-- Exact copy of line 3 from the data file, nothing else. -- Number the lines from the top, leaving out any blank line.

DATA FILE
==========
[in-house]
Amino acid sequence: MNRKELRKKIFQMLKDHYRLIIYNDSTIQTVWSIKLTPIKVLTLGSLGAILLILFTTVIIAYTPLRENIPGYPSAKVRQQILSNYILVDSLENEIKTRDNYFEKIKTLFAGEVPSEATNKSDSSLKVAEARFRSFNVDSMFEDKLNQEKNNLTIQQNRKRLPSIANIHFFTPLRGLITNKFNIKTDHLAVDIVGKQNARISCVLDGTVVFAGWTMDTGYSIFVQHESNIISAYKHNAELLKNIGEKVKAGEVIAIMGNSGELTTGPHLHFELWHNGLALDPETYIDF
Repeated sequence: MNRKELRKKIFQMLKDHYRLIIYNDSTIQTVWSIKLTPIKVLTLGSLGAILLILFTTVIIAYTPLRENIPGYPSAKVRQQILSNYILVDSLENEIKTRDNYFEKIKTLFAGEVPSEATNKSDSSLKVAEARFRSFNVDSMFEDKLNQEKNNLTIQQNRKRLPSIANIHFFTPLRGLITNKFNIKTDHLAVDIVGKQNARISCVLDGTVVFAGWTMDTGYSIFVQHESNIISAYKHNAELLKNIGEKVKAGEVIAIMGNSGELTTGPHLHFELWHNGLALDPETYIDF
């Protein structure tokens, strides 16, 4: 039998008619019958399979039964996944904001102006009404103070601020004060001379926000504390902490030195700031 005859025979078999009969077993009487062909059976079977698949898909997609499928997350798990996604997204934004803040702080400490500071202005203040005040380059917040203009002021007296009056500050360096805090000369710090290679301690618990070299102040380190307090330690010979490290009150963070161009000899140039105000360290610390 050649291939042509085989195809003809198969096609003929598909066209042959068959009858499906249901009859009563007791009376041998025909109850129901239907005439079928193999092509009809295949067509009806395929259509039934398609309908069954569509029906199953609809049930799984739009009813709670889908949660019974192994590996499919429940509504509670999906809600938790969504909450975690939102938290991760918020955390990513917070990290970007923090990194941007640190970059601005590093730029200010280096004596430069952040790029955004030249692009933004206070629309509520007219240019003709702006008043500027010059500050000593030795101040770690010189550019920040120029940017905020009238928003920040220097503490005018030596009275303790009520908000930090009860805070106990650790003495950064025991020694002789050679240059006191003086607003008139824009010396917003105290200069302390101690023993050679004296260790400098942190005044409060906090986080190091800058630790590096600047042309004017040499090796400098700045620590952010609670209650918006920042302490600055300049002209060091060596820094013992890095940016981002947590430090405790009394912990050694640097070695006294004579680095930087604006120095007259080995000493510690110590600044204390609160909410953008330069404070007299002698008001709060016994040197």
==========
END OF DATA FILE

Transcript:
Repeated sequence: MNRKELRKKIFQMLKDHYRLIIYNDSTIQTVWSIKLTPIKVLTLGSLGAILLILFTTVIIAYTPLRENIPGYPSAKVRQQILSNYILVDSLENEIKTRDNYFEKIKTLFAGEVPSEATNKSDSSLKVAEARFRSFNVDSMFEDKLNQEKNNLTIQQNRKRLPSIANIHFFTPLRGLITNKFNIKTDHLAVDIVGKQNARISCVLDGTVVFAGWTMDTGYSIFVQHESNIISAYKHNAELLKNIGEKVKAGEVIAIMGNSGELTTGPHLHFELWHNGLALDPETYIDF